You live in a high fort above a blue city. The rooftops below
speckled with laundry. At night the distant echoes
of a hundred brass bands, a hundred weddings. The blue
of the city is not quite robin’s egg, not exactly
the blue of chicory. Outside the city is the desert.
Don’t tell it like a story. It will sound too beautiful.
You stand on a high parapet, in the rustle and coo
of pigeons, under filigreed eaves. When you step over red
velvet ropes, leaving the museum behind, you find rooms
empty as the moon, floors carpeted in desert silt.
In one bedchamber-turned-cave, you hold your breath, you bow
before a rank hill of bat guano. You touch niches
for the ghosts of little lamps, and frescoed girls dance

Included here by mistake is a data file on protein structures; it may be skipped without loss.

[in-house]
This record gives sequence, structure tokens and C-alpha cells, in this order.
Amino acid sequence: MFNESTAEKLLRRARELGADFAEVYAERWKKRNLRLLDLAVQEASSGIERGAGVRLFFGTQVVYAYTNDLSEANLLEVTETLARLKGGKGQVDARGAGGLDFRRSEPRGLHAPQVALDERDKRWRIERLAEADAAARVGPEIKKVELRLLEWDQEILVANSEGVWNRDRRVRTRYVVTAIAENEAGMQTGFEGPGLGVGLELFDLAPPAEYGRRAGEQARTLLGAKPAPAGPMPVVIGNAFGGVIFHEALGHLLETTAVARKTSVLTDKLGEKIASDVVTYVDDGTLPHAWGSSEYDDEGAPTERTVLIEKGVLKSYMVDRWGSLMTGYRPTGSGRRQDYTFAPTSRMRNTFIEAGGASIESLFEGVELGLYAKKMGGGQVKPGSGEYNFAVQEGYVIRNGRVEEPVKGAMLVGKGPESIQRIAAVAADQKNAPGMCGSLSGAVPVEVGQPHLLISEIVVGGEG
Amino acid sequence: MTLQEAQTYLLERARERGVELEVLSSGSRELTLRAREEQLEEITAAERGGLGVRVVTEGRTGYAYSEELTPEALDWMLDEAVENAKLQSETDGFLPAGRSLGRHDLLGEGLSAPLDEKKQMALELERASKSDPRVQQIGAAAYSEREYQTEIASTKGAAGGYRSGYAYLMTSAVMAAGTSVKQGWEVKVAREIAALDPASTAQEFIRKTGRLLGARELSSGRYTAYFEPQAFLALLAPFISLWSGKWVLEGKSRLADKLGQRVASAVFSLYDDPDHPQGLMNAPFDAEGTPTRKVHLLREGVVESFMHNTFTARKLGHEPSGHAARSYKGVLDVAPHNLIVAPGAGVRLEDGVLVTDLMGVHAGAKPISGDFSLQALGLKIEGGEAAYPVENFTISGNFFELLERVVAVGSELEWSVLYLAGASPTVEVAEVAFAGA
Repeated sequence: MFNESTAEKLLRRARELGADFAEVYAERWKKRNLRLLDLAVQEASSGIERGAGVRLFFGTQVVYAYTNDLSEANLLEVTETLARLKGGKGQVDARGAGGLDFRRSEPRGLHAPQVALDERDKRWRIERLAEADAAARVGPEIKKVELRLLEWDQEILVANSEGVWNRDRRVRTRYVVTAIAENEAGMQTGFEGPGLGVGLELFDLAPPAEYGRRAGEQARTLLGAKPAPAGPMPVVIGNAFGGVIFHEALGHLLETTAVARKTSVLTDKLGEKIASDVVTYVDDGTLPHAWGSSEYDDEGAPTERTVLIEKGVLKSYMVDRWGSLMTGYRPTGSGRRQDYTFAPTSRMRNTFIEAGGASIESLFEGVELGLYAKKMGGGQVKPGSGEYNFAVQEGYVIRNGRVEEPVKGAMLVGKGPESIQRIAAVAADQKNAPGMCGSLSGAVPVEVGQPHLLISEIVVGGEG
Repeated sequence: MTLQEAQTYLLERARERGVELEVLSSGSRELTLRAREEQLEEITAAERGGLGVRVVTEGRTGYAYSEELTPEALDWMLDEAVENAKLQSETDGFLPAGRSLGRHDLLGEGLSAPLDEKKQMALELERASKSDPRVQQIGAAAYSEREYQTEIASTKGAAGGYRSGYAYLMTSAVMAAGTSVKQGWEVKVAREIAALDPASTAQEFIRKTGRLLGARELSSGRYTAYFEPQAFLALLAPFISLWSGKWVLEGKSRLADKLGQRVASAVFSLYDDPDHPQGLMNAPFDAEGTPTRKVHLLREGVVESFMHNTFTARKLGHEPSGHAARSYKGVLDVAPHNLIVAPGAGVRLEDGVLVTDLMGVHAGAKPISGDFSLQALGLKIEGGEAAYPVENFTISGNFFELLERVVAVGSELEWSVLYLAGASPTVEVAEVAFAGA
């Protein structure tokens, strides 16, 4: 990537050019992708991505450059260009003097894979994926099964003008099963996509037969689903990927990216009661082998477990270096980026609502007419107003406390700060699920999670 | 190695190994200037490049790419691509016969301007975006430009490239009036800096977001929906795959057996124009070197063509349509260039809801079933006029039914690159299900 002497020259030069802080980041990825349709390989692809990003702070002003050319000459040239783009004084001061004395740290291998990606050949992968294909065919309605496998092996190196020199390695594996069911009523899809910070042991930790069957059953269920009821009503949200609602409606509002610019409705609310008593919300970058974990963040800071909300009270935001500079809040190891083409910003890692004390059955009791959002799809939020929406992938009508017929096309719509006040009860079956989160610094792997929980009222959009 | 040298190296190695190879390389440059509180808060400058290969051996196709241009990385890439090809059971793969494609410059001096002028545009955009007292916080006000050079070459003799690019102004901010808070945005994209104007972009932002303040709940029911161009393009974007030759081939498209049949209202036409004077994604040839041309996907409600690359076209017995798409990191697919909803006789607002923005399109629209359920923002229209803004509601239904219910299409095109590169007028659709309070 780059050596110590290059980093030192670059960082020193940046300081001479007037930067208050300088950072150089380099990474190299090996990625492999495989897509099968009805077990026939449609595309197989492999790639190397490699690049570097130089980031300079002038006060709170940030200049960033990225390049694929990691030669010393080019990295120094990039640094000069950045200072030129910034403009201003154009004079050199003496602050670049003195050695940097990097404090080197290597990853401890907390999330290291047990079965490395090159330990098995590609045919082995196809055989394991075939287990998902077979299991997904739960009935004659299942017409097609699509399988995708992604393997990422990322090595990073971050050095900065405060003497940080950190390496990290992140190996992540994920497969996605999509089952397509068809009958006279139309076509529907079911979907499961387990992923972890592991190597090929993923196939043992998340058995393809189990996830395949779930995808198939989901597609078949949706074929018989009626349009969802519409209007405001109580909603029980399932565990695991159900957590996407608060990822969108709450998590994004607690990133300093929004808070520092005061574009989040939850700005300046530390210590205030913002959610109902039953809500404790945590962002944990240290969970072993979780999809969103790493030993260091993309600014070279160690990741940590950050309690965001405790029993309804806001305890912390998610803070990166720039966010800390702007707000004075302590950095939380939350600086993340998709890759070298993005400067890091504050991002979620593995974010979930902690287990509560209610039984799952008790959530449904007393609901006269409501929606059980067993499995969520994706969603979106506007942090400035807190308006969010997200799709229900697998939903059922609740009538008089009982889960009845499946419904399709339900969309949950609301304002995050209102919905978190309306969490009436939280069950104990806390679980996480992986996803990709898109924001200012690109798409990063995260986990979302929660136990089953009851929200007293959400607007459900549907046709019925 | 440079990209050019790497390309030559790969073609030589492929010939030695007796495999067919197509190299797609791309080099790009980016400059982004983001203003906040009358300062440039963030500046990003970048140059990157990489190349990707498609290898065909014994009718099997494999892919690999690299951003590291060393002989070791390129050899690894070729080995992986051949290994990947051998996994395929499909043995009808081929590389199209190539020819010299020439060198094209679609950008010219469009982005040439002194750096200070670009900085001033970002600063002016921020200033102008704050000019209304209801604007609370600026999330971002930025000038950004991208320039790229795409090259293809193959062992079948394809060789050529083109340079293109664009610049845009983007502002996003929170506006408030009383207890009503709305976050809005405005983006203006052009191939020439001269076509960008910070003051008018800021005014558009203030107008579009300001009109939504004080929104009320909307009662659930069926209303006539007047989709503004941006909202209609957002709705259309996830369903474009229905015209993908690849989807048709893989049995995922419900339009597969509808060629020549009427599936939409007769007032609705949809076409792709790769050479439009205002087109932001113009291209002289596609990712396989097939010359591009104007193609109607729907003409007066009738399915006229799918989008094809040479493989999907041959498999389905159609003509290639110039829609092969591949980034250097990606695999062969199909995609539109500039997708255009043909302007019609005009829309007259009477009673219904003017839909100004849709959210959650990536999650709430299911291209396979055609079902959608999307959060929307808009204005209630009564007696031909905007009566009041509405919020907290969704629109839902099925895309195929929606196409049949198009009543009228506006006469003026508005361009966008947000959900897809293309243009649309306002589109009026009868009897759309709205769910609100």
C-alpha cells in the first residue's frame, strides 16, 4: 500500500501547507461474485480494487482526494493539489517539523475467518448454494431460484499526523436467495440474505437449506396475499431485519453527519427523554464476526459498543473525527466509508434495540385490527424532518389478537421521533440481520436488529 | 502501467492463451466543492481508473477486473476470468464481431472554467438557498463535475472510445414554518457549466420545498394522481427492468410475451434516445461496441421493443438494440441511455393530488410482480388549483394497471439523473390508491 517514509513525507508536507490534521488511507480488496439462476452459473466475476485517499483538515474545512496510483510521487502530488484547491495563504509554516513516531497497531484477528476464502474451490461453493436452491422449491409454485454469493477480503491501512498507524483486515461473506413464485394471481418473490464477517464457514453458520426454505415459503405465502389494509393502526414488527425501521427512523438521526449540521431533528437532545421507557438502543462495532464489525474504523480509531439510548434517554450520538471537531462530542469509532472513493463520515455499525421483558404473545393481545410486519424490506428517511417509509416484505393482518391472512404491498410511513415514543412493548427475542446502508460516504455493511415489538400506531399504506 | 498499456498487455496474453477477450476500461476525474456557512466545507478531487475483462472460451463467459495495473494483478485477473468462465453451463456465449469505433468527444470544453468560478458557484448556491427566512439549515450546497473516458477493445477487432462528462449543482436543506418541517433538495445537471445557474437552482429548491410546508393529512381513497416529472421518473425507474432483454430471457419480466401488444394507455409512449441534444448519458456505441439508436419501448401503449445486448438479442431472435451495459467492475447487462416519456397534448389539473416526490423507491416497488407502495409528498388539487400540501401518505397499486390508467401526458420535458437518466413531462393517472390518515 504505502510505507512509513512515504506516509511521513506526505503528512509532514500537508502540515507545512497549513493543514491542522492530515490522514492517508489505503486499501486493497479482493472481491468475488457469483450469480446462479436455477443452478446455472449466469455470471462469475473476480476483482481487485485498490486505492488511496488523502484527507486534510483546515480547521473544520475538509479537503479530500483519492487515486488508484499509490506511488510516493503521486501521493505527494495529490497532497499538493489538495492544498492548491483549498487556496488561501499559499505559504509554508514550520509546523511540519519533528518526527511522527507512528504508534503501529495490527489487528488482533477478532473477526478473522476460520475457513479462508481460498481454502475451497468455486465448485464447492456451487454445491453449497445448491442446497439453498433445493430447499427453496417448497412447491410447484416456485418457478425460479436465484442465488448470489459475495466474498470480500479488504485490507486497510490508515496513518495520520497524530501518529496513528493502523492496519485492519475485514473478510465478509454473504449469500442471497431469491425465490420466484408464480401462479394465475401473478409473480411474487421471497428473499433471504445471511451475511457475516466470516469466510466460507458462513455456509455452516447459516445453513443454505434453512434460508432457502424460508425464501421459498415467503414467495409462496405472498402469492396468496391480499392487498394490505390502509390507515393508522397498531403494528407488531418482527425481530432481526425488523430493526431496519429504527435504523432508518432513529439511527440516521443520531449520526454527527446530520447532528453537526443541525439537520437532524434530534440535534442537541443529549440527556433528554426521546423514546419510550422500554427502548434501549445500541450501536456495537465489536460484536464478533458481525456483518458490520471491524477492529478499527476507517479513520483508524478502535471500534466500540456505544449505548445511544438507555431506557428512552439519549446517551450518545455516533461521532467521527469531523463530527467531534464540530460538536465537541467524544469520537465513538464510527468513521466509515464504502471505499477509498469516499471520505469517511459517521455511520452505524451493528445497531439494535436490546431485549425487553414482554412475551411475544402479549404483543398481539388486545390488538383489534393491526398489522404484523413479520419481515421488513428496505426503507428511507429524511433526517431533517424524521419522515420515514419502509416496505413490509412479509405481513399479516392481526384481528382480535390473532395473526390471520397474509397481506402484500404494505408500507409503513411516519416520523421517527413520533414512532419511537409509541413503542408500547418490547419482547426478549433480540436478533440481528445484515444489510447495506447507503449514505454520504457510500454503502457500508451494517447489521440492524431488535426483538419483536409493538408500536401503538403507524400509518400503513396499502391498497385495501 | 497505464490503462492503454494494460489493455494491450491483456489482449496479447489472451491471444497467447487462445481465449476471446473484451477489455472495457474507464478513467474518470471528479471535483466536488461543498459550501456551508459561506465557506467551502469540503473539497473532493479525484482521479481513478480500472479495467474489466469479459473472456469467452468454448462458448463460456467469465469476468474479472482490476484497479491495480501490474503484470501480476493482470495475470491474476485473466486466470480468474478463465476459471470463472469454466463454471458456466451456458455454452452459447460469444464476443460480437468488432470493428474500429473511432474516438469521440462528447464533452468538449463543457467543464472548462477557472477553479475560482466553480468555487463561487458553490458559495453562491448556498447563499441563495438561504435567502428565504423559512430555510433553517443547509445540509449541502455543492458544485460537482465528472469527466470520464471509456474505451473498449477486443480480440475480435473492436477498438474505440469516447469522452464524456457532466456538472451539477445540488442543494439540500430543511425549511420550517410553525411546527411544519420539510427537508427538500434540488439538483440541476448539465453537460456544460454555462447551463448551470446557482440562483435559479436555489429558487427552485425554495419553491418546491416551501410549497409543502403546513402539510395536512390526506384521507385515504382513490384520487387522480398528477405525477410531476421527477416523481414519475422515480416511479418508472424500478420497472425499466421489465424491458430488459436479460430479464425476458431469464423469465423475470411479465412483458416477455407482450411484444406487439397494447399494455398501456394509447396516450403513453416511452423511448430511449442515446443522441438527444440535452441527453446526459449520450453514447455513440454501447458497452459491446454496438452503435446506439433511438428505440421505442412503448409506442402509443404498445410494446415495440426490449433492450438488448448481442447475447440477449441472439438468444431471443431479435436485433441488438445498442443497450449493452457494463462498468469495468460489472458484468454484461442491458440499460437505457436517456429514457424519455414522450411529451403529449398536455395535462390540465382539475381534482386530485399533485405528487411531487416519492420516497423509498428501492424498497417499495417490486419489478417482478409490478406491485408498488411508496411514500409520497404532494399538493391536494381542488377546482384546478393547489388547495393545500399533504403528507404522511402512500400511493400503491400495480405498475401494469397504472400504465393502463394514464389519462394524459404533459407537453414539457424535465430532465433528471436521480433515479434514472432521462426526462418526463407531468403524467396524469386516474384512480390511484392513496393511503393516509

with gods along the wall. Plaster dusts your fingertips.
Stained glass windows turn your thin skin rainbow. You take
a photo of a white hallway: Mughal arches echo, fade into
light. Not a story, not an image. It is a map. At the end of the hallway,
a balcony—the ground hazily distant—the wide-winged
turkey vultures gliding so close—hold tight
the railing, notice how soft the sandstone carved
into curling vines. Notice it is crumbling. Mehrangarh means
Sun Citadel. Sheesh Mahal means Mirror Palace, or else
Hall of Mirrors, but it is just a tiny space, dim, claustrophobic
with reflections: wild, intimate room, it wants an audience.
Here you are, alone with your ten thousand selves.